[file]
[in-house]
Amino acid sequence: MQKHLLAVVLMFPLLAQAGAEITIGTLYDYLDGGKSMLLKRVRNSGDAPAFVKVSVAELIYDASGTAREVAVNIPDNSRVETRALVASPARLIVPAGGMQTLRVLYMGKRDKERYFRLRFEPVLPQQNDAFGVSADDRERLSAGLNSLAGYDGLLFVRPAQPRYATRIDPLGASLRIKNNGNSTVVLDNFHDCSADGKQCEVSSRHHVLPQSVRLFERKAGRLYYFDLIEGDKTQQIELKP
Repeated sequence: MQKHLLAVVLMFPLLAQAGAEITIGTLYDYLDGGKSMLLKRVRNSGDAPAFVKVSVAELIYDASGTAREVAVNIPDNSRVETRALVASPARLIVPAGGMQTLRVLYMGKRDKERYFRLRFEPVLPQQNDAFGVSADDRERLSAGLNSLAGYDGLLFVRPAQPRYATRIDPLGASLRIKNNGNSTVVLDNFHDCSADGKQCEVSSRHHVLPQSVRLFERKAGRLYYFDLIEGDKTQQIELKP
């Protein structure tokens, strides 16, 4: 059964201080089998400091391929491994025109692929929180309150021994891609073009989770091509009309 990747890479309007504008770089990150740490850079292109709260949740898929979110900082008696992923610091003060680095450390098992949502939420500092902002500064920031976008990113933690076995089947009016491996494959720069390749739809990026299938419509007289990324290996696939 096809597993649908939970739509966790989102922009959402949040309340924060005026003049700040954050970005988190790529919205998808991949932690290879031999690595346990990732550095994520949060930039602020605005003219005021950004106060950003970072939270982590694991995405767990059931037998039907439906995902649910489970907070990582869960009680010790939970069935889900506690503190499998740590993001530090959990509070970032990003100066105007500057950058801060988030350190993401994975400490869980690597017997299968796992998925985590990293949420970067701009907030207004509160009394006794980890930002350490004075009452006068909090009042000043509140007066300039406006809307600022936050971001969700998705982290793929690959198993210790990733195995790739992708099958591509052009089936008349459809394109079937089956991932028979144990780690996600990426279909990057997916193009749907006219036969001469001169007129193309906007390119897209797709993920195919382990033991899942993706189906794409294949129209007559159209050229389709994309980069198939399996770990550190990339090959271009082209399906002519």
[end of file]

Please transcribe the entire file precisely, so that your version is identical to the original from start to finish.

[in-house]
Amino acid sequence: MQKHLLAVVLMFPLLAQAGAEITIGTLYDYLDGGKSMLLKRVRNSGDAPAFVKVSVAELIYDASGTAREVAVNIPDNSRVETRALVASPARLIVPAGGMQTLRVLYMGKRDKERYFRLRFEPVLPQQNDAFGVSADDRERLSAGLNSLAGYDGLLFVRPAQPRYATRIDPLGASLRIKNNGNSTVVLDNFHDCSADGKQCEVSSRHHVLPQSVRLFERKAGRLYYFDLIEGDKTQQIELKP
Repeated sequence: MQKHLLAVVLMFPLLAQAGAEITIGTLYDYLDGGKSMLLKRVRNSGDAPAFVKVSVAELIYDASGTAREVAVNIPDNSRVETRALVASPARLIVPAGGMQTLRVLYMGKRDKERYFRLRFEPVLPQQNDAFGVSADDRERLSAGLNSLAGYDGLLFVRPAQPRYATRIDPLGASLRIKNNGNSTVVLDNFHDCSADGKQCEVSSRHHVLPQSVRLFERKAGRLYYFDLIEGDKTQQIELKP
């Protein structure tokens, strides 16, 4: 059964201080089998400091391929491994025109692929929180309150021994891609073009989770091509009309 990747890479309007504008770089990150740490850079292109709260949740898929979110900082008696992923610091003060680095450390098992949502939420500092902002500064920031976008990113933690076995089947009016491996494959720069390749739809990026299938419509007289990324290996696939 096809597993649908939970739509966790989102922009959402949040309340924060005026003049700040954050970005988190790529919205998808991949932690290879031999690595346990990732550095994520949060930039602020605005003219005021950004106060950003970072939270982590694991995405767990059931037998039907439906995902649910489970907070990582869960009680010790939970069935889900506690503190499998740590993001530090959990509070970032990003100066105007500057950058801060988030350190993401994975400490869980690597017997299968796992998925985590990293949420970067701009907030207004509160009394006794980890930002350490004075009452006068909090009042000043509140007066300039406006809307600022936050971001969700998705982290793929690959198993210790990733195995790739992708099958591509052009089936008349459809394109079937089956991932028979144990780690996600990426279909990057997916193009749907006219036969001469001169007129193309906007390119897209797709993920195919382990033991899942993706189906794409294949129209007559159209050229389709994309980069198939399996770990550190990339090959271009082209399906002519």